Perhaps requiring pastors to fulfill our varied and often misinformed expectations instead of Christ’s is another reason so many churches are failing and closing across all denominations and among other associations.

Part 4 of 4 in a couple of days.

©2012, David C Alves  All rights reserved.

First published by permission in The Witness, Winter 2012 by Advent Christian General Conference USA.

Sabbatical: The Missing Link for Churches and Pastor – 2

Part 2 of 4Read Part 1 first

How many pastors are leaving the ministry annually?

Info from Focus on the Family, Ministries Today, Charisma Magazine, TNT Ministries, and other respected groups [reported at http://djchuang.com] found:

  • 1,500 pastors leave the ministry permanently each month in America. [emphasis mine]
  • 7,000 churches close each year in America.

Reported from <http://djchuang.com/2010/churches-closing-and-pastors-leaving/>

90% of the minister’s report they feel inadequately trained to meet the demands of the ministry, 70% report having a lower self-image now than when they first started and 50% of the ministers will not even last 5 years!

Pasted from <http://pastoralcareinc.com/MR/Books/EBooks.php>

These figures are staggering. Perhaps one or two or twenty pastors may have neglected their spiritual life in order to be there for everyone else. Or perhaps they have misplaced priorities, but 1,500 a month!?  Fifty percent of ministers will not make it past 5 years? WOW!

What are the blockbuster-issues affecting pastors today?

I believe that the following factors contribute directly or indirectly to the statistics which we’ve just read.

–a decline in respect and appreciation.

According to one survey, the occupation of pastor ranks near the bottom of the most-respected professions, just above “car salesman.”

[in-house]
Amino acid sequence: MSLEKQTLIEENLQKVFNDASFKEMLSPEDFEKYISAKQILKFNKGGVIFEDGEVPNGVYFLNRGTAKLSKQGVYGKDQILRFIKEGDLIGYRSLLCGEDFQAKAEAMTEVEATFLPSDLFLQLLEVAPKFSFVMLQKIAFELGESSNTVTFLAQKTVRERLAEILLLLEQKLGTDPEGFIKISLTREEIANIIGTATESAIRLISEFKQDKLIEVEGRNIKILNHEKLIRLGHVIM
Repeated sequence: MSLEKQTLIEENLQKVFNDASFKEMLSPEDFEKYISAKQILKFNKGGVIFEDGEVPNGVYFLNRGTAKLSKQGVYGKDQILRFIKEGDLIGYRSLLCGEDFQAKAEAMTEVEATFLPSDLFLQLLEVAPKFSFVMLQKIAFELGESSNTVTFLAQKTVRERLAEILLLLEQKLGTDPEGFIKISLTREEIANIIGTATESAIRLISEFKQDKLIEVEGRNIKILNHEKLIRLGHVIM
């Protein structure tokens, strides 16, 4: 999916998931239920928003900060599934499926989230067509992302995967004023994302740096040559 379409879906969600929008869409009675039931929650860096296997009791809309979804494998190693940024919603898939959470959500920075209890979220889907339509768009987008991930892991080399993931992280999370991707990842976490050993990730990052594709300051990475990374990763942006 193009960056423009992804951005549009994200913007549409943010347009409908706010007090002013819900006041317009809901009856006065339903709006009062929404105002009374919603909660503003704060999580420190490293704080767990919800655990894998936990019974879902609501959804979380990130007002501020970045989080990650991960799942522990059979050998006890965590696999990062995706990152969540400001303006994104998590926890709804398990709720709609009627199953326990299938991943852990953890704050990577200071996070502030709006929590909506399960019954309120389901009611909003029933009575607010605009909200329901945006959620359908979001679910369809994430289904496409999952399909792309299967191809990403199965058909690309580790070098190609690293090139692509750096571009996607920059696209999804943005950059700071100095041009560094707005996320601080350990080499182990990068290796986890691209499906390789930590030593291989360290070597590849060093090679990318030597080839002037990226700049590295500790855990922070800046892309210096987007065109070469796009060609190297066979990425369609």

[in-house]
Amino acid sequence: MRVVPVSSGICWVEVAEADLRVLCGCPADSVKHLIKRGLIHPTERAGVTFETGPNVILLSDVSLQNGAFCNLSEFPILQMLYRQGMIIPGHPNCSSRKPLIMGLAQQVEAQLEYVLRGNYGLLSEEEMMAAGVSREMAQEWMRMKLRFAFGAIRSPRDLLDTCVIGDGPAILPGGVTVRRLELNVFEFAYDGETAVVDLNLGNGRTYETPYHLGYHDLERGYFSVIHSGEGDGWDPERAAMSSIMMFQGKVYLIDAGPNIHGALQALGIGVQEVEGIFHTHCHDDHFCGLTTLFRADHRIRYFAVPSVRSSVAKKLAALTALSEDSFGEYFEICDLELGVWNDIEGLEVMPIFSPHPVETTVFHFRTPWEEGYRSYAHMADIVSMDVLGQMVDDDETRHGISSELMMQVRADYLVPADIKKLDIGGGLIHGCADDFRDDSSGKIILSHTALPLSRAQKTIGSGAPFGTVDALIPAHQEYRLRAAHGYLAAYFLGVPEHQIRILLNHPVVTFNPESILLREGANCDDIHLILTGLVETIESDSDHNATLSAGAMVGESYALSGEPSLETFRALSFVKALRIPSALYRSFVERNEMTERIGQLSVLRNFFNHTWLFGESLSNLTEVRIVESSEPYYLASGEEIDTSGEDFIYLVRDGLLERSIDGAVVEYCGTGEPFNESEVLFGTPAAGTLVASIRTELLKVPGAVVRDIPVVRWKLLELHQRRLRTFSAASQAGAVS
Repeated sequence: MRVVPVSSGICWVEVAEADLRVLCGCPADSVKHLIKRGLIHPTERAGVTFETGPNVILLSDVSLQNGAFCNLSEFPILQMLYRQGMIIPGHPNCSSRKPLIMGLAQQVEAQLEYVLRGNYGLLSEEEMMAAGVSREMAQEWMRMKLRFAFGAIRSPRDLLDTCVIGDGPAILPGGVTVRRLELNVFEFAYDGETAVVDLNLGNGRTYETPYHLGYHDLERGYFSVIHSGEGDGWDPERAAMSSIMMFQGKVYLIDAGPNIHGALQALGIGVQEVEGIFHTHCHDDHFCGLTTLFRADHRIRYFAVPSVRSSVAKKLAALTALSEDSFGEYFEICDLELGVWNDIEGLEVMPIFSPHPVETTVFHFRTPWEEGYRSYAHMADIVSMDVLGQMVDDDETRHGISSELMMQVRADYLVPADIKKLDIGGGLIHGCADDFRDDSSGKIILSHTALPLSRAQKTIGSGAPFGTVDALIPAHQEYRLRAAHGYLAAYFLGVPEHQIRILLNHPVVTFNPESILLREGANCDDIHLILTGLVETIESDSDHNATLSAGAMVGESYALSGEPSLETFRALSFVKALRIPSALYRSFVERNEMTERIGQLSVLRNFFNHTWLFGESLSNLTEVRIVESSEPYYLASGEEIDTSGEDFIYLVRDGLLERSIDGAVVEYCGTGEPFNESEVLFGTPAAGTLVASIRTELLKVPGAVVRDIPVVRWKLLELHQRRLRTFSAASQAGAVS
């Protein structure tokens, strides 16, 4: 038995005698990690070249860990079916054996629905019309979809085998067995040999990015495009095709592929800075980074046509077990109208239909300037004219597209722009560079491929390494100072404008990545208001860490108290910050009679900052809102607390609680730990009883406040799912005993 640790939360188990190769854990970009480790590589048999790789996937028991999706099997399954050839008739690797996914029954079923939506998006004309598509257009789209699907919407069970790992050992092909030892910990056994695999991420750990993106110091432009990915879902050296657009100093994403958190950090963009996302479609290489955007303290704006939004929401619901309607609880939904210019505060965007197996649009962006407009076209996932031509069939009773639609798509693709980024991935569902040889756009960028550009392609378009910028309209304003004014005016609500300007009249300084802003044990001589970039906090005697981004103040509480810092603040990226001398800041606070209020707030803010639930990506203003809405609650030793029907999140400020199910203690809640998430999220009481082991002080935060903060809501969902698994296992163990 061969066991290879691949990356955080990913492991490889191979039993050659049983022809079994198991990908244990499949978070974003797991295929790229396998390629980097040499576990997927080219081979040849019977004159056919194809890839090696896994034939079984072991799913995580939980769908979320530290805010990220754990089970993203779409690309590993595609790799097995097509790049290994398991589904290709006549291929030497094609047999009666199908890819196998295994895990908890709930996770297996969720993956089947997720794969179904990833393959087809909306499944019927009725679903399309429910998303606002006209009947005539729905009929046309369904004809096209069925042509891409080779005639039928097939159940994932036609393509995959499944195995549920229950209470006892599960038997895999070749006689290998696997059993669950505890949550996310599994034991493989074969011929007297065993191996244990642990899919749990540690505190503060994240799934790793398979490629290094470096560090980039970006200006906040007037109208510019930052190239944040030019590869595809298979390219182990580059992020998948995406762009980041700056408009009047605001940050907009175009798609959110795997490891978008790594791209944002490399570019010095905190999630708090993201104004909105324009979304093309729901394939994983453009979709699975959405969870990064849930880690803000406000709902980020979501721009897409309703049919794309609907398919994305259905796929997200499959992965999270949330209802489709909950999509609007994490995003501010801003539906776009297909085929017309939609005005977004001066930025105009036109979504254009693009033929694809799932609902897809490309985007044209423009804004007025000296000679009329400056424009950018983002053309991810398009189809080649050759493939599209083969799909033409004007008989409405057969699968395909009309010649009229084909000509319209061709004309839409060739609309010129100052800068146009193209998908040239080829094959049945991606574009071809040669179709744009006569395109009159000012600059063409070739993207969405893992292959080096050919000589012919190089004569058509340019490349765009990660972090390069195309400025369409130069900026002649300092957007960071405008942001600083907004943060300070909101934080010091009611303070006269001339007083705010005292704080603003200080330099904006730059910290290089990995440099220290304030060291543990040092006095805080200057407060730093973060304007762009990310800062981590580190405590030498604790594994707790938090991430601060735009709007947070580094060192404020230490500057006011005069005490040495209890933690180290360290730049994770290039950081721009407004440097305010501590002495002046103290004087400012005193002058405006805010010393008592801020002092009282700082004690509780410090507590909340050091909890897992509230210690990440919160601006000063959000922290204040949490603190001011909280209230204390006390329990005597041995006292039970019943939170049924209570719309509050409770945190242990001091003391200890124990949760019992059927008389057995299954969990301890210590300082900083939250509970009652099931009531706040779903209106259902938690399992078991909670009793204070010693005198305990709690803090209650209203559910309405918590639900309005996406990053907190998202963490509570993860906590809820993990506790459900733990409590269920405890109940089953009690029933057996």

Reported from <http://pastoralcareinc.com/MR/Books/EBooks.php>

Some congregations view their pastors as hired employees or hired hands. Such a view is simply unbiblical and dishonoring to Christ, who gives pastors to the church.

As one source said, “the congregation wrongly believes that it is the pastor’s job to evangelize the community and pull the strays back in.”

Reported from <http://djchuang.com/2010/churches-closing-and-pastors-leaving/>

In reality, according to Ephesians, pastors hold one of the five-fold offices in the church. Theirs is a calling, a vocation, and they are not expendable. They are gifts to the Bride from Jesus himself. They are to be honored and valued.

–long hours and “battle fatigue” leading to exhaustion

Some in the church believe that a leader walking in the Holy Spirit, and in dependence upon Jesus, will never tire or be worn out. Of course this view is short-sighted and ill-informed. But these super-spiritual church members apply simplistic answers to complex conditions.  Then they err again by plucking biblical verses out of context without taking into account the whole counsel of Scripture.

They really have no idea the intensity of spiritual warfare and burden many pastoral couples labor under. Some pastoral leaders don’t even recognize the source of their distress.